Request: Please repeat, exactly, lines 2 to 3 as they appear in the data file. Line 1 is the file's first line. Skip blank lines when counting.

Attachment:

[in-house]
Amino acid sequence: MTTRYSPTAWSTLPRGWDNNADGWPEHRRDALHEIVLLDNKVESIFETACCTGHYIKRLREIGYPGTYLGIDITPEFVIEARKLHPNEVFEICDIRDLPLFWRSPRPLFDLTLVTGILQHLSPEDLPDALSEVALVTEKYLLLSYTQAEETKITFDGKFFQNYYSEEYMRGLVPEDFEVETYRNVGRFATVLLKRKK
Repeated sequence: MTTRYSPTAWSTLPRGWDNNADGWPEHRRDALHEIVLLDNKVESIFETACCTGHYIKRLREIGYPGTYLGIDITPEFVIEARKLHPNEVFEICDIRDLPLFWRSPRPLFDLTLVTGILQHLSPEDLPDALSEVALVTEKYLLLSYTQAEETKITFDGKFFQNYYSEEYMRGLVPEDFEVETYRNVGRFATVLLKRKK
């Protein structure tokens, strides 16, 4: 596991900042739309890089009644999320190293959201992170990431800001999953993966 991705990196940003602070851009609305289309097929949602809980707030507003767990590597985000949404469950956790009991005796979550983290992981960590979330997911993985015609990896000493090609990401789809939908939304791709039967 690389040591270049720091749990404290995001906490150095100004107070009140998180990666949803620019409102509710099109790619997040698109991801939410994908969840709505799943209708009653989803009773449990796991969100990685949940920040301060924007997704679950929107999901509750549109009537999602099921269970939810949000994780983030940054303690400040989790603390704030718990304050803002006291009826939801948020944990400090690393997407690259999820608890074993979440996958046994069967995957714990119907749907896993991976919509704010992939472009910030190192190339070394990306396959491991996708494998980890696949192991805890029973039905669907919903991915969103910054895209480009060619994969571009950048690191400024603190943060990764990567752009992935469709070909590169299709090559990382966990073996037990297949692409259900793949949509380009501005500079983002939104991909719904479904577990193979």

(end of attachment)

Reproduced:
Amino acid sequence: MTTRYSPTAWSTLPRGWDNNADGWPEHRRDALHEIVLLDNKVESIFETACCTGHYIKRLREIGYPGTYLGIDITPEFVIEARKLHPNEVFEICDIRDLPLFWRSPRPLFDLTLVTGILQHLSPEDLPDALSEVALVTEKYLLLSYTQAEETKITFDGKFFQNYYSEEYMRGLVPEDFEVETYRNVGRFATVLLKRKK
Repeated sequence: MTTRYSPTAWSTLPRGWDNNADGWPEHRRDALHEIVLLDNKVESIFETACCTGHYIKRLREIGYPGTYLGIDITPEFVIEARKLHPNEVFEICDIRDLPLFWRSPRPLFDLTLVTGILQHLSPEDLPDALSEVALVTEKYLLLSYTQAEETKITFDGKFFQNYYSEEYMRGLVPEDFEVETYRNVGRFATVLLKRKK